U.S. Federal Reserve Chairman Ben Bernanke has said that the persistence of big budget deficit raises risks to the nation's long-term economic health and need to be curbed.
"The prospective increase in the budget deficit will place at risk future living standards of our country," Bernanke said in his written response to questions raised by Sen. Robert Menendez, according to a report by the Associated Press on Tuesday.
"As a result, I think it would be very desirable to take concrete steps to lower the prospective path of the deficit," said Bernanke, who took over the helm of the central bank on Feb. 1 this year.
Menendez raised his questions after the Fed's chief appearance at a congressional hearing on the economy in February. Bernanke's written response was dated March 9.
The Fed chief said that the budget will come under "severe pressure" when baby boomers start retiring and collecting Social Security and Medicare benefits.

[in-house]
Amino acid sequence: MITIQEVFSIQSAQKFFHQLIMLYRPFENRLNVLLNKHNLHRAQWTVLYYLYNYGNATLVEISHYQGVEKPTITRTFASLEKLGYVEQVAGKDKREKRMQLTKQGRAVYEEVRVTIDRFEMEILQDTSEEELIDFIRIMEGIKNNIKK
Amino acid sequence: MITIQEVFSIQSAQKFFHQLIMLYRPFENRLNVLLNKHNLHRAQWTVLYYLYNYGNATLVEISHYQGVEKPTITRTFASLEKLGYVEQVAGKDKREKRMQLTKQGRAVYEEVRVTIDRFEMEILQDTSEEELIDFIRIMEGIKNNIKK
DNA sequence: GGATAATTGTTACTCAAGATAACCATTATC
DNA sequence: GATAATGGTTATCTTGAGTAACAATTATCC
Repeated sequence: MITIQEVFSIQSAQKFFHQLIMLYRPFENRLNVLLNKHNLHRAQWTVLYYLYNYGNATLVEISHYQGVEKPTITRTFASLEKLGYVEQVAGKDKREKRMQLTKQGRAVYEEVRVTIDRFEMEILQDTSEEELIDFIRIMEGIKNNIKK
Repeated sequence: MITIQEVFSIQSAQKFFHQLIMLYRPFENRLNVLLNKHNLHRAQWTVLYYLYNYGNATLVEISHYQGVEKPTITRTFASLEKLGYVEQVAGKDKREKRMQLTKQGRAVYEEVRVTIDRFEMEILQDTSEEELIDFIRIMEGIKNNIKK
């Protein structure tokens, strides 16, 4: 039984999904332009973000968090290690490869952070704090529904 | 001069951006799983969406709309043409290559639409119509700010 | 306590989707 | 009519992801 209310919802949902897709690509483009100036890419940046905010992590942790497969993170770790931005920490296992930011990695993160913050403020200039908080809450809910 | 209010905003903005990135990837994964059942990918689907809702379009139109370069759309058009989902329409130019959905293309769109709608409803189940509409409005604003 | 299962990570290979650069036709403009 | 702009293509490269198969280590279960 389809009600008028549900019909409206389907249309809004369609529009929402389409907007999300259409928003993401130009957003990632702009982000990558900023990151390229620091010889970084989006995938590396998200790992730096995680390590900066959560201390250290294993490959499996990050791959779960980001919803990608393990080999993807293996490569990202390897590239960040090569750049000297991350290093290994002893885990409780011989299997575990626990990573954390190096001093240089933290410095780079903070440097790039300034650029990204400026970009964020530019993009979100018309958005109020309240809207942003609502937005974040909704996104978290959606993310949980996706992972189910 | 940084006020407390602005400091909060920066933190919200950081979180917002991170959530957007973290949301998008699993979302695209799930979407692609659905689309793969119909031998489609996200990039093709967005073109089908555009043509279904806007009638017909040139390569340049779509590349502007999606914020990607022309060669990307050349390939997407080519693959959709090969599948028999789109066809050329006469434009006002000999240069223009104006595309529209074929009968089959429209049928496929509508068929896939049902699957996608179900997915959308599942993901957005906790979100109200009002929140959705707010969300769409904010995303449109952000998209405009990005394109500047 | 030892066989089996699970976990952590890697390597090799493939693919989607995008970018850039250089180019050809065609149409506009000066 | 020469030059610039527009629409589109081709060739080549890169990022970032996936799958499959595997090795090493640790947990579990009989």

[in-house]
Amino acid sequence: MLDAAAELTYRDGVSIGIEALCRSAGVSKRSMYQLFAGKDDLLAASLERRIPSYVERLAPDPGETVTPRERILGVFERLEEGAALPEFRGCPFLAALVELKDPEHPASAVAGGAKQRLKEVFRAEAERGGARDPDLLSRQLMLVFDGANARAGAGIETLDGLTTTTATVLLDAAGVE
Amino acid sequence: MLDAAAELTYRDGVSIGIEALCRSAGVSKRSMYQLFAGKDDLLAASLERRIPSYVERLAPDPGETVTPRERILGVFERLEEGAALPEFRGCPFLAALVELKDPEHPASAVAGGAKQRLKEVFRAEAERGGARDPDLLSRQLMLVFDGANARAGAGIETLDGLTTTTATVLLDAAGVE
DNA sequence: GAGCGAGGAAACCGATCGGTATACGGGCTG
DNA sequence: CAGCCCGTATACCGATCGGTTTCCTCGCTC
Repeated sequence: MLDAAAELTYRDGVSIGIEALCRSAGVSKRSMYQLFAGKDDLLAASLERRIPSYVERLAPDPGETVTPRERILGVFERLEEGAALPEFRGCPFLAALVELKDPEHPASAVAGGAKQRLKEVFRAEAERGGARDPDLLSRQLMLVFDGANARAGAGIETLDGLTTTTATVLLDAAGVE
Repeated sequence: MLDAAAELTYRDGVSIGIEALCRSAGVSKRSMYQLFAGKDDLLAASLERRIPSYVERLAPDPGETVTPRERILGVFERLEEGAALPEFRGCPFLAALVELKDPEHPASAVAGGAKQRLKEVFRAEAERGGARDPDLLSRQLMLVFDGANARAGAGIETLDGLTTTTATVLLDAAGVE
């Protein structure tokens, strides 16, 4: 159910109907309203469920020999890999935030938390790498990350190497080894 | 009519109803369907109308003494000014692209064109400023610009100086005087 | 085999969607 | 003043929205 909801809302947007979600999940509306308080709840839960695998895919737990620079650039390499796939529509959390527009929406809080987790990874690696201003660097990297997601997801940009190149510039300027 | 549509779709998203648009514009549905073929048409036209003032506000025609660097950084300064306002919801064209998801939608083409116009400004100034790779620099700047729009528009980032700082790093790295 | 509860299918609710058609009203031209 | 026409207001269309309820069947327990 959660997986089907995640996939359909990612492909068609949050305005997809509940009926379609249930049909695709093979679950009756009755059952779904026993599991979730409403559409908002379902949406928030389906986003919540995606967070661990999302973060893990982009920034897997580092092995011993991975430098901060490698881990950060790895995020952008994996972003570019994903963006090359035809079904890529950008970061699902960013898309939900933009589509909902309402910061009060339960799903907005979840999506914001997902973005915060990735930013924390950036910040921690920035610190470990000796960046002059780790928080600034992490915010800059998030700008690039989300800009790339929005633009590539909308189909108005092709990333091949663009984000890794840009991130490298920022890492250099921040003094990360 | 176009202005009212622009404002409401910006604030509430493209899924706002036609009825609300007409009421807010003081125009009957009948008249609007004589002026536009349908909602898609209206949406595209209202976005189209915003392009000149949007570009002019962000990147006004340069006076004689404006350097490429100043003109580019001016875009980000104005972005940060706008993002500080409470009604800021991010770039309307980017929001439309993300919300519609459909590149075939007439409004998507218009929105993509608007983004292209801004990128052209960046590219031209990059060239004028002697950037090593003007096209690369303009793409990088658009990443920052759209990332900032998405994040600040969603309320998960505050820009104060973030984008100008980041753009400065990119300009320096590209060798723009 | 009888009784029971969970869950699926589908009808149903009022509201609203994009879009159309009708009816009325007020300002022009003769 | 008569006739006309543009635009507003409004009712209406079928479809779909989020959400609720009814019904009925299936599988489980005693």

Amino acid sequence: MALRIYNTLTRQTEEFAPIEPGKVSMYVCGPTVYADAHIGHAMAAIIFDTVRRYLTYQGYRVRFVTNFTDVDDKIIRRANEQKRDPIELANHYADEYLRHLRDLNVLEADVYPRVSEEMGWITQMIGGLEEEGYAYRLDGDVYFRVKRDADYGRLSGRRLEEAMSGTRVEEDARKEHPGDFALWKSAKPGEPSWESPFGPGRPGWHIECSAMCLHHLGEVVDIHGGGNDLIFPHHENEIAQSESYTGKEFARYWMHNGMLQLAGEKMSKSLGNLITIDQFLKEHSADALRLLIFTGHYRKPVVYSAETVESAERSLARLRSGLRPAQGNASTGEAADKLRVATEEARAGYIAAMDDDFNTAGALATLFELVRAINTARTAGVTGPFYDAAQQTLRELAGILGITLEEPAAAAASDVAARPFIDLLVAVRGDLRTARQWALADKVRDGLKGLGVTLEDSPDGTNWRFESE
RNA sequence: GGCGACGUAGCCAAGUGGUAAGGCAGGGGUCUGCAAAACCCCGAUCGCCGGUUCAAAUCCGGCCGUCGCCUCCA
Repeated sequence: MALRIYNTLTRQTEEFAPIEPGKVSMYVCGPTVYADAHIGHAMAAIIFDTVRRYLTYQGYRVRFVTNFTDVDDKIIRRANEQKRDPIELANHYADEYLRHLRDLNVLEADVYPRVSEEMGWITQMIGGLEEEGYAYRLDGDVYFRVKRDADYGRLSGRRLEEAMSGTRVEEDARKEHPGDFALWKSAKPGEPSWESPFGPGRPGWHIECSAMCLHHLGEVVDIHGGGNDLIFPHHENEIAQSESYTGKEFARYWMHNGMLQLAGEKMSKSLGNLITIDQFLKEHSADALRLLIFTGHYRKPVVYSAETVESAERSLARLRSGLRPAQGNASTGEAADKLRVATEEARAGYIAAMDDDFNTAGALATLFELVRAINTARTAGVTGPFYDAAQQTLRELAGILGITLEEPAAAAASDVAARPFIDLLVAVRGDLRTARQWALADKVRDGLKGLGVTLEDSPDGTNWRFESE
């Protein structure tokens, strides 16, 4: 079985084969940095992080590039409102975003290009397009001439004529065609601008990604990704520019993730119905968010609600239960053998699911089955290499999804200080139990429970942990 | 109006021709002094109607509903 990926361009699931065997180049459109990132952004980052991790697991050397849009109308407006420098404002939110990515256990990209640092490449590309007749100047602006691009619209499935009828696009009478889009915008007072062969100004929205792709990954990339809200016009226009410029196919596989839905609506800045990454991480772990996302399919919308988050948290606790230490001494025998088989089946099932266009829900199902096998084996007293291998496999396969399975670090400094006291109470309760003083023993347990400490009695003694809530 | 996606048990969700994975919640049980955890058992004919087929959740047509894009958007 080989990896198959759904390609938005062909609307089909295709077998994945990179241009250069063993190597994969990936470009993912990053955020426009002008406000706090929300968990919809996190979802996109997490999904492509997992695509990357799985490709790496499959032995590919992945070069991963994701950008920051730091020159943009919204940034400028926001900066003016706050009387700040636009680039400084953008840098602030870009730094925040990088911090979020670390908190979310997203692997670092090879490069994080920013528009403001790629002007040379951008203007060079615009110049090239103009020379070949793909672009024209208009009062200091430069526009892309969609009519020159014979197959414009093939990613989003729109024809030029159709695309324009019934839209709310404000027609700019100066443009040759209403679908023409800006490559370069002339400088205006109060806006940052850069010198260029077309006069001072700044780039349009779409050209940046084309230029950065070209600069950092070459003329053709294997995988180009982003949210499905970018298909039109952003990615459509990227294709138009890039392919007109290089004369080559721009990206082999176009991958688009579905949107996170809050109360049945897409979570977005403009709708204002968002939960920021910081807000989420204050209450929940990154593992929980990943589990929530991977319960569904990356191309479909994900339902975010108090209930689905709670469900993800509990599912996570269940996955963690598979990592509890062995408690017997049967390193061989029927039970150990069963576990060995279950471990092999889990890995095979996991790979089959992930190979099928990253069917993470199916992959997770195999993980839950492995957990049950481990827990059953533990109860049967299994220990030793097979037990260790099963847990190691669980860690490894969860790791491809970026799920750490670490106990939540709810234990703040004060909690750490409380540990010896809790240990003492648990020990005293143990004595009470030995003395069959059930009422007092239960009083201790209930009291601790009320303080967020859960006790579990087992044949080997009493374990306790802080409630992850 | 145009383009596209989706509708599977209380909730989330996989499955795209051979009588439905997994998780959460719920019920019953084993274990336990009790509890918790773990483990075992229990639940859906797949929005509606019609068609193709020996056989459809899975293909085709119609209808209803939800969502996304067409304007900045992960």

Against that backdrop, "I am quite concerned about the intermediate to long-term federal budget outlook," he said.
For all of last year, the budget deficit totaled 319 billion dollars, the third largest on record.
At present, the Bush administration forecast that the budget deficit for the current fiscal year, which ends Sept. 30, 2006, would reach 423 billion dollars, setting a new record. The old record of 413 billion dollars was set in 2004.
But the Congressional Budget Office has recently predicted that the U.S. budget deficit for the current fiscal year would total 371 billion dollars, up from its earlier estimate of 337 billion dollars but much less than the administration's forecast.